It was the first time I didn’t hide my writing. All the jobs I’d had before, I never told anybody. I had one long-term job at a financial magazine, and when I left to go to graduate school, that was the first that anybody knew that I had any desire to write. The Chanel job was the first time in my life that I made everything revolve around the writing. And on those other three days, I work from 7:30 in the morning to noon. So I don’t stay out late at night, or if I do, I just show up to write anyway. If you want to get a book done, you have to carve out your time and be dedicated to it.

You have to want it more than anything, and that’s what I’ve been dealing with over the last year, since the hardback came out. I got what I’d always wanted, I’d been running this race for years and years, and when I crossed the finish line, I thought, “Now what?” So this last year I’ve been doing more socially, knowing that it’s okay to take a week off. I know I can write one, so I know I can write a second one.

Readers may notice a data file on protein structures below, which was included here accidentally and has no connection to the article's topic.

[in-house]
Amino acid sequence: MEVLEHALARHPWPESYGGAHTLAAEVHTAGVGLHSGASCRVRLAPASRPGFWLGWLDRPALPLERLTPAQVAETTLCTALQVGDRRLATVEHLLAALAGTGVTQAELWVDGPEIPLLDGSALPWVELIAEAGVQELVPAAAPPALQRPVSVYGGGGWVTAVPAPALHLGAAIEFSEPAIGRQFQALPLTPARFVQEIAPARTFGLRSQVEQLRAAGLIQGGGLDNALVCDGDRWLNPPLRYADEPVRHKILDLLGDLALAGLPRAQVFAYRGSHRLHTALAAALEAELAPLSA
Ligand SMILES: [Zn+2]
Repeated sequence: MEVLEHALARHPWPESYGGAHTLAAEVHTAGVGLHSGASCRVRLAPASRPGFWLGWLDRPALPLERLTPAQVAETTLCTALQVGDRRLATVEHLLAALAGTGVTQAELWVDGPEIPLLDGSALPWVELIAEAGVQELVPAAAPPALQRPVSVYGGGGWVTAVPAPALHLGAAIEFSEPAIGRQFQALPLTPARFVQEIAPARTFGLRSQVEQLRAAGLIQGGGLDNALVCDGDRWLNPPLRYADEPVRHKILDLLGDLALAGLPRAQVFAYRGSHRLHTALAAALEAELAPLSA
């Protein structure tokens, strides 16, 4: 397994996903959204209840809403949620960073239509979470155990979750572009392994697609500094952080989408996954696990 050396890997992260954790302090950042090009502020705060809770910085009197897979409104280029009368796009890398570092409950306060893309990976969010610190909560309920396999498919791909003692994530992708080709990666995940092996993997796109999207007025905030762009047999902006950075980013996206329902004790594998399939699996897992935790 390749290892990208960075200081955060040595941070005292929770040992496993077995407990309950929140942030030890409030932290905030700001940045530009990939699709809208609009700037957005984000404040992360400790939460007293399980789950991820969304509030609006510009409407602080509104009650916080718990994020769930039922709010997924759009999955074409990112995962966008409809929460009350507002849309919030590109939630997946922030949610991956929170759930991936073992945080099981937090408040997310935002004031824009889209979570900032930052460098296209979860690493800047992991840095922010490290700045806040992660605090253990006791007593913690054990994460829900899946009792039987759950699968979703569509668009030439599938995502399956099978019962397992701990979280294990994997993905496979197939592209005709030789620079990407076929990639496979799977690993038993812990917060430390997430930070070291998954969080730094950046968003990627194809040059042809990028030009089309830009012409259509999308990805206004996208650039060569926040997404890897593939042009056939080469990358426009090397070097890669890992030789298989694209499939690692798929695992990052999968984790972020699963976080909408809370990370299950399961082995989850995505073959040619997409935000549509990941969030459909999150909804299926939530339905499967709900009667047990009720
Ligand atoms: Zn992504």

What was the reaction around the office when they finally found out what you’d been doing on that extra day off?

For two years, every Monday one of my two bosses would ask how the writing went and I’d say, “Fine.” Everybody was a bit surprised when it came out; I don’t think they knew I was really doing it. Every secretary has something else they want to do, so they were surprised when I actually did it. And they’re probably a bit surprised that I’m still there (laughs), but I say if it ain’t broke, don’t fix it.